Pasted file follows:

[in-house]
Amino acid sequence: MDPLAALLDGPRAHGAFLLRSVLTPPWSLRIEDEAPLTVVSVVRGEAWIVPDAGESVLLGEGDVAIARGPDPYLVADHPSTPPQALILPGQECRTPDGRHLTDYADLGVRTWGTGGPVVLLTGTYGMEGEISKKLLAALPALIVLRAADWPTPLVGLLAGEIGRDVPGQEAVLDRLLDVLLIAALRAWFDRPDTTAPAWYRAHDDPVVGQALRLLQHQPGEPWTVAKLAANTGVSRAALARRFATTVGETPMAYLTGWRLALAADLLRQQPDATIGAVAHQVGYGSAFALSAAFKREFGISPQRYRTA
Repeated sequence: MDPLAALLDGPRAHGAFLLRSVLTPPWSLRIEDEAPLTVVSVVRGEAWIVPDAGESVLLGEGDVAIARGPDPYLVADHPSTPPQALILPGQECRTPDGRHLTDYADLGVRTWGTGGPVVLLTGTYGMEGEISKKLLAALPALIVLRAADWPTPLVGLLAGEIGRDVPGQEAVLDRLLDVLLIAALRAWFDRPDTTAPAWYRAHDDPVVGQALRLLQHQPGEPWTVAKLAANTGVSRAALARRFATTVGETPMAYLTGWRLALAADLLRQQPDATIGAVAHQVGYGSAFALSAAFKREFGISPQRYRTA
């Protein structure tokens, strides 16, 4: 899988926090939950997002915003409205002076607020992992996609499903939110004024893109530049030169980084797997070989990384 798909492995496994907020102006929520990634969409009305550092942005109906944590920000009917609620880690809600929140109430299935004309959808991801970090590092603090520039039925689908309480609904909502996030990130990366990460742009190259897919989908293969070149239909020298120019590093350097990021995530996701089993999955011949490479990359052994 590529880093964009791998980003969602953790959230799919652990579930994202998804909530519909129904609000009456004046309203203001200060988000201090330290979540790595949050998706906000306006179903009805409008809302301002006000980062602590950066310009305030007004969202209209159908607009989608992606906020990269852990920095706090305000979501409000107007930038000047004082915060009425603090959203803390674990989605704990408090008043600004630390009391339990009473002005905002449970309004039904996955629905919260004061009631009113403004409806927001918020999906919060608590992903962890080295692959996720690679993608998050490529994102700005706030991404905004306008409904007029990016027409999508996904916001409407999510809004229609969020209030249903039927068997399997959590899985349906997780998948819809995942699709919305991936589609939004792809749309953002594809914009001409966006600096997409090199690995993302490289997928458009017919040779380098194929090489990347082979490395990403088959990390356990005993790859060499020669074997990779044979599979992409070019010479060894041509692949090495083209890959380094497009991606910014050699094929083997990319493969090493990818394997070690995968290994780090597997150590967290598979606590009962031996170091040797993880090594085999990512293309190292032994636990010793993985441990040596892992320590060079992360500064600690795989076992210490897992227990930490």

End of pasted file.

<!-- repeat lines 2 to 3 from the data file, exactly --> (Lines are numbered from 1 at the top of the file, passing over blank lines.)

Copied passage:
Amino acid sequence: MDPLAALLDGPRAHGAFLLRSVLTPPWSLRIEDEAPLTVVSVVRGEAWIVPDAGESVLLGEGDVAIARGPDPYLVADHPSTPPQALILPGQECRTPDGRHLTDYADLGVRTWGTGGPVVLLTGTYGMEGEISKKLLAALPALIVLRAADWPTPLVGLLAGEIGRDVPGQEAVLDRLLDVLLIAALRAWFDRPDTTAPAWYRAHDDPVVGQALRLLQHQPGEPWTVAKLAANTGVSRAALARRFATTVGETPMAYLTGWRLALAADLLRQQPDATIGAVAHQVGYGSAFALSAAFKREFGISPQRYRTA
Repeated sequence: MDPLAALLDGPRAHGAFLLRSVLTPPWSLRIEDEAPLTVVSVVRGEAWIVPDAGESVLLGEGDVAIARGPDPYLVADHPSTPPQALILPGQECRTPDGRHLTDYADLGVRTWGTGGPVVLLTGTYGMEGEISKKLLAALPALIVLRAADWPTPLVGLLAGEIGRDVPGQEAVLDRLLDVLLIAALRAWFDRPDTTAPAWYRAHDDPVVGQALRLLQHQPGEPWTVAKLAANTGVSRAALARRFATTVGETPMAYLTGWRLALAADLLRQQPDATIGAVAHQVGYGSAFALSAAFKREFGISPQRYRTA